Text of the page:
And I guess that has always been my interpretation of the killer in this movie. It is, infamously, not exactly Jason Voorhees, but a medic gone mad. This is revealed in the final moments of the movie by a cop, who are notoriously unreliable sources of information (or protection) in the Friday the 13th movies, so I always assumed that this explanation was the in-world explanation of the plot, not the actual plot itself.
Maybe it's because I saw Jason Goes to Hell before seeing Part 5, but I always assumed that the cockamamy "medic gone mad" story was the unenlightened explanation for Jason possessing the ambulance worker who suddenly decided to wear the hockey mask and wield the machete. To paraphrase Creighton Duke (the bounty hunter who we'll meet in Part 9), it wasn't the medic doing the killing, it was Jason in a medic "skin suit".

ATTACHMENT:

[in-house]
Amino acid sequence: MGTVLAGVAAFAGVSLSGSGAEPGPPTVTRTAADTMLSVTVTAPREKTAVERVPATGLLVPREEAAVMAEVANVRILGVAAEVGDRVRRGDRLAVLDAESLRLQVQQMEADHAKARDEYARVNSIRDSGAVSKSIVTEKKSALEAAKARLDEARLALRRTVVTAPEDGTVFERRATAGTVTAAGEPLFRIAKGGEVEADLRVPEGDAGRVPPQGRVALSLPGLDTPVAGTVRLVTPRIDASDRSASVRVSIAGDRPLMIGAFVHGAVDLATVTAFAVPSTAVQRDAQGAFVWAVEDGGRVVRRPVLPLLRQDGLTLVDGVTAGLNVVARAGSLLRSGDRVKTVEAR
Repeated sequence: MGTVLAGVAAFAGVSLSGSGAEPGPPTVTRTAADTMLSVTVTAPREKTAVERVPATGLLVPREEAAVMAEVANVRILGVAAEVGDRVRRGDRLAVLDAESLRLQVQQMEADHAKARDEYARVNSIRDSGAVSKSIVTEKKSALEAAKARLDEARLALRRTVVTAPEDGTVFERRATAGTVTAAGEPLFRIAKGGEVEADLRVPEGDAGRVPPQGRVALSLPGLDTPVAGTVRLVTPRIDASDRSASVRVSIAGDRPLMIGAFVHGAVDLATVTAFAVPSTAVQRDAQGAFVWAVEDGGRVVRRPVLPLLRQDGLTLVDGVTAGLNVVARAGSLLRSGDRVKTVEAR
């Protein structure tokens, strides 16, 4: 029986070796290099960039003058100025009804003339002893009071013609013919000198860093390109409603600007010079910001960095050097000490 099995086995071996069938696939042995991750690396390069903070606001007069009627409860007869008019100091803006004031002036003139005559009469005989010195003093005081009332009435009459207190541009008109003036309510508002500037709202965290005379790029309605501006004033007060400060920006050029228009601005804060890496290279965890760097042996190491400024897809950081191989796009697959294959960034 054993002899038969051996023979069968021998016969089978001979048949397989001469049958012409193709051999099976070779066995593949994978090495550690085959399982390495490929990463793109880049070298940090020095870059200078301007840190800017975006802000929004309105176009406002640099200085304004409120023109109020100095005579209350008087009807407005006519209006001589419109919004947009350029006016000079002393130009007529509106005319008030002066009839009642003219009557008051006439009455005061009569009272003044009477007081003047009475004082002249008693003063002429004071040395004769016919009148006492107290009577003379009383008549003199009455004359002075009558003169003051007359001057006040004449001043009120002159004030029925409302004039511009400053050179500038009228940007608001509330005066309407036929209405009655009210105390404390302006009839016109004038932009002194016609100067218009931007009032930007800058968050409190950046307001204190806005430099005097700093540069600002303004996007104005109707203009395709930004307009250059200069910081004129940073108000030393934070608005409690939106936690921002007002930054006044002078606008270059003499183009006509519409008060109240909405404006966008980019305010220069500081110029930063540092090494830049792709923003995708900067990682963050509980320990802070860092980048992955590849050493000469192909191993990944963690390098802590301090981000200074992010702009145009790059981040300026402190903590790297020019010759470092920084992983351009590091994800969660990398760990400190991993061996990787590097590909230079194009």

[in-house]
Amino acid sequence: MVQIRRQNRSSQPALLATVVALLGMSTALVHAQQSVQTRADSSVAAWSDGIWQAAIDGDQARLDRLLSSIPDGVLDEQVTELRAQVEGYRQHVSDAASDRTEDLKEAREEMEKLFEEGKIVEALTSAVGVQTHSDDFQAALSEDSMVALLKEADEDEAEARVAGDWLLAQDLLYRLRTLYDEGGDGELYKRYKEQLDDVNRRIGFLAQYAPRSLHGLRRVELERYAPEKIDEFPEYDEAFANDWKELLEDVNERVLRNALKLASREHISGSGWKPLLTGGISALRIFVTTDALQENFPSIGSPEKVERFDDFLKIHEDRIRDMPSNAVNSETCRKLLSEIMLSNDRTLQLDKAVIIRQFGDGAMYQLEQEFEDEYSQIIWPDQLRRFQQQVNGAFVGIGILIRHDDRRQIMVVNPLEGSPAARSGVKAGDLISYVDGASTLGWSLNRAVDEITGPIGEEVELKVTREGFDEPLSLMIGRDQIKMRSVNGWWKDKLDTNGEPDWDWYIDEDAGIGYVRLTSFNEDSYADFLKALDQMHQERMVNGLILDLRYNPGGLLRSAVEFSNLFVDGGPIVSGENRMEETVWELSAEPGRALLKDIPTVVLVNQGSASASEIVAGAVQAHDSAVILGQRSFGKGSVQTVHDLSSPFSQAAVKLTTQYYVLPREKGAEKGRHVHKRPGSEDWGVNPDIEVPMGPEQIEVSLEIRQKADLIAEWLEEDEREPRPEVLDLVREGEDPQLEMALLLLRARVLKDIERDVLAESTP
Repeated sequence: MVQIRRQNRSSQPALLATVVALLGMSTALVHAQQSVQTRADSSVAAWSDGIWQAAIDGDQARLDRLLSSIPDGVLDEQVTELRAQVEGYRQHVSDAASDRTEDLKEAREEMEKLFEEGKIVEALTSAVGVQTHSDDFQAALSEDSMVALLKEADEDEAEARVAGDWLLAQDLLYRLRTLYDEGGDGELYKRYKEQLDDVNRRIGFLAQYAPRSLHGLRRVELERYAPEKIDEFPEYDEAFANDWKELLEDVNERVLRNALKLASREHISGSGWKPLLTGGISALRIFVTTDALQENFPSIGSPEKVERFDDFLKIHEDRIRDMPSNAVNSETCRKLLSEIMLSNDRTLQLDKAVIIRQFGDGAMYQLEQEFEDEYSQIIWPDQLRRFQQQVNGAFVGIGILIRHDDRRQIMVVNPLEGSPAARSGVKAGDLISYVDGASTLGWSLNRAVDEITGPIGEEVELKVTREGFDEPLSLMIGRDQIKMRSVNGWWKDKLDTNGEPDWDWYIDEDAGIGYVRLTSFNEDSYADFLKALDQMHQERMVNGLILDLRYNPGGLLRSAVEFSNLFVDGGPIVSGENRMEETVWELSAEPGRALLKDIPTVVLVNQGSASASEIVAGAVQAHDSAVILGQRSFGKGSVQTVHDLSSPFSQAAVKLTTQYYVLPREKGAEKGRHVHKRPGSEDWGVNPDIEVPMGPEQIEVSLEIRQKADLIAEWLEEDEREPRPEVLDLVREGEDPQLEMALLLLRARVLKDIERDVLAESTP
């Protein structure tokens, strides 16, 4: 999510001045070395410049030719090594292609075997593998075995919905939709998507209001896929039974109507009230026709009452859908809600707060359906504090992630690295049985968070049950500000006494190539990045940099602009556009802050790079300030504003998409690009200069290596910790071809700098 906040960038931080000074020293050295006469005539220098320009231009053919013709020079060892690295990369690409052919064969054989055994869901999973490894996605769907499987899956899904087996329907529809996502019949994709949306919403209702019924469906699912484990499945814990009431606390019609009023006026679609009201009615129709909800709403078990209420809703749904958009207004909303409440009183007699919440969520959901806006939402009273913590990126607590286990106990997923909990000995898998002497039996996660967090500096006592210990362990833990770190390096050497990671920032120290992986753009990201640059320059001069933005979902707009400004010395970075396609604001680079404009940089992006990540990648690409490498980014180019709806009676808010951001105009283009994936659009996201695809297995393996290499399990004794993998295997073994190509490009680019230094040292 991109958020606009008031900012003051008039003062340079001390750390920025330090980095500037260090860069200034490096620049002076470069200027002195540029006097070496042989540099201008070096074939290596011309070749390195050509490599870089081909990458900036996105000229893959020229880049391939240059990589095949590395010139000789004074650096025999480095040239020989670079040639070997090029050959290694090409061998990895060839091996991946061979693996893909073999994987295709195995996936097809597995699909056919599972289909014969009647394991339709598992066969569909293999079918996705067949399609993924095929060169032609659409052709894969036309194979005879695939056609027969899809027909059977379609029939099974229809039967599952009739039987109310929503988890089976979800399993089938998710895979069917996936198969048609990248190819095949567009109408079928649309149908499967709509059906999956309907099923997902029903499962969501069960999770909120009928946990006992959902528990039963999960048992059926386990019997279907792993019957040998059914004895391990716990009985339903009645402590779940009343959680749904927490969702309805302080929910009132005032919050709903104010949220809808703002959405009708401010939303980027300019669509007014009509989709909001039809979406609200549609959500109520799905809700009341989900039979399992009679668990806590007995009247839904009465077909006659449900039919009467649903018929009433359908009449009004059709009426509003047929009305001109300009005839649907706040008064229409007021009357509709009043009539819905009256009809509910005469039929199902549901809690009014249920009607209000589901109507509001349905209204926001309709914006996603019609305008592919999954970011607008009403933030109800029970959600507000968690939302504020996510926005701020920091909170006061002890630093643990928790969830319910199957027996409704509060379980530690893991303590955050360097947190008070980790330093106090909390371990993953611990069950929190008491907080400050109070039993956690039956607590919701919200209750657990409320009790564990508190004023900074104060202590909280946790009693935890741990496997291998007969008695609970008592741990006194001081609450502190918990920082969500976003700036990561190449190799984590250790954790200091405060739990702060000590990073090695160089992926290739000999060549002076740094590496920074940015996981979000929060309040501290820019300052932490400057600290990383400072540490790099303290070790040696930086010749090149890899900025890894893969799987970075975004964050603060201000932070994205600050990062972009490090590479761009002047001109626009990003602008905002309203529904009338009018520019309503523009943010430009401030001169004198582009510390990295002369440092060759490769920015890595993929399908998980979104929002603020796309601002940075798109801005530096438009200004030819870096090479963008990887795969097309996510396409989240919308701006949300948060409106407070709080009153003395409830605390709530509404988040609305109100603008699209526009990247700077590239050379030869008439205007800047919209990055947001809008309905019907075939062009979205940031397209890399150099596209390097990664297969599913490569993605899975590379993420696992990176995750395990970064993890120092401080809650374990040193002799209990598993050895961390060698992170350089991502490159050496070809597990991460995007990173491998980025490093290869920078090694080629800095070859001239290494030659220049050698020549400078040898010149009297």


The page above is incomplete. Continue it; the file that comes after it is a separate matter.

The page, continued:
Whether you buy into the medic theory [who suddenly gains superhuman strength] or the possession theory, the movie does manage to look, sound, and feel like a Friday the 13th movie. There are swift murders of characters, some you love and some you hate. It develops the Jason mythos through a broken and unstable Tommy. And it plants seeds, like the idea of possession, graveyard resurrection, and the affect Jason has upon the psyche of the survivor, that turn up in later films.
This is probably the least progressive Friday the 13th film yet, but that's probably in part due to how much horror had, by this time, come out that had learned from earlier Fridays. I don't think this movie breaks any new ground or serves as an example to anything that might follow it. The setting does it no favours. They stop just short, thankfully, of doing the asylum-is-a-metaphor trope, but the general feeling is nevertheless a little patronizing. It's pretty obvious from the start that Tommy's fears are justified but that no one is going to believe him until it's too late, and his bouts with hallucinations are only good at establishing that he's troubled, which frankly we don't exactly need spelled out; after all, we ourselves saw what he went through in the previous film, so we already sympathize.